In dentistry, stippling refers to the texture of the gingiva; the gingival tissue that is bound to underlying alveolar bone may have a textured surface that appears because of the microscopic depressions and elevations where connective tissue meets the gingiva. Some people compare this stippled appearance to the surface of an orange peel. Stippling is only a characteristic of attached gingiva and is not present in alveolar mucosa that moves freely, like the mucosa that lines the insides of the cheeks or the floor of the mouth. At one time, stippling was believed to be an indicator of the health of the gingiva, though it is now believed that stippling is only a marker of health if the characteristic has disappeared; this means that gingival tissue that was once stippled and is now smooth may indicate disease, but gingival tissue that has always been smooth may be completely healthy. Stippling may disappear when the gingival tissues are inflamed, but it will reappear once the health of the gingival tissues is restored. It is usually more defined on facial surfaces, as opposed to lingual surfaces. Stippling also varies in configuration and size based on the age and gender of the person, and, even within the mouth of a single individual, many people show varying levels of stippling in different areas of the oral cavity. It is estimated that about 40% of adults and about 70% of children have some amount of stippling on their gingiva. Stippling generally appears at around age 4 or 5 and is absent before this; stippling also begins to disappear in elderly people. Usually, any semblance of stippling that was present in an individual’s mouth has disappeared by the age of 50.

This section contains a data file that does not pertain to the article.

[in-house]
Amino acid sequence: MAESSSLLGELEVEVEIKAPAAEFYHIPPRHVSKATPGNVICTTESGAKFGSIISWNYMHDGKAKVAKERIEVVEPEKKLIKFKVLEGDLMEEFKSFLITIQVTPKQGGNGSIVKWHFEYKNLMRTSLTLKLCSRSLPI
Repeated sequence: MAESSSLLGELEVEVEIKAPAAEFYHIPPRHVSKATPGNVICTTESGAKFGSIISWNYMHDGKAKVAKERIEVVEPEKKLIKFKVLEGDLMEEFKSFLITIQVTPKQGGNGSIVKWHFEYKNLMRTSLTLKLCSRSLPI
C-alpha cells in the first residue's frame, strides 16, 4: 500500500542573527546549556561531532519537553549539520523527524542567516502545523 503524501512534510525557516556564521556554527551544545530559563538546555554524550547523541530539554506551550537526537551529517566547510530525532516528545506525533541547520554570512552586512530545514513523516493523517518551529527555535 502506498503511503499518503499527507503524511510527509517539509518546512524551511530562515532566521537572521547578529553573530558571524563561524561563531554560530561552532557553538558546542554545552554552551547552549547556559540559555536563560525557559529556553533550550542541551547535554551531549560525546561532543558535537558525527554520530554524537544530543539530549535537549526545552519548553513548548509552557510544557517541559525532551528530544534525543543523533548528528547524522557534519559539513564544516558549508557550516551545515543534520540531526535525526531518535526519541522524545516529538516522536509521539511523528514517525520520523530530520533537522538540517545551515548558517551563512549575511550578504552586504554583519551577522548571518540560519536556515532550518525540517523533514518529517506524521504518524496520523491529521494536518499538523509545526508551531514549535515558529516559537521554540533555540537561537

Stippling occurs where the epithelial ridges and connective tissue connect behind the gingiva and appears to be related to the level of keratinization of the gingiva, meaning that gingival tissue with higher levels of keratin protein tends to appear more stippled. This keratinized gingival tissue is integral to supporting dental implants, maintaining the health of the oral cavity, preventing recession of the gums, and improving the overall appearance of the mouth and teeth. Keratin is a type of fibrous structural protein that guards epithelial cells, protecting them from damage, and includes scales, hair, feathers, horns, claws, hooves, and the epidermis, or outermost layer of skin, in vertebrate species. If the keratinized gingival tissue has receded or diminished due to loss of the teeth, soft-tissue grafting may be necessary to replace this keratinized tissue and provide adequate protection for the periodontium. A deficit of keratinized tissue can induce gingival inflammation, and chronic inflammation can lead to loss of bone and gum tissue. Additionally, inflammation can be painful and cause bleeding, which may increase the difficulty of maintaining adequate oral hygiene. Early diagnosis of gingivitis is therefore recommended, and noting a baseline of gingival stippling from patient to patient can aid with this earlier diagnosis; if once-stippled gingival tissue suddenly appears smooth, there is an excellent chance that this is an indication of early gingivitis or other pathology.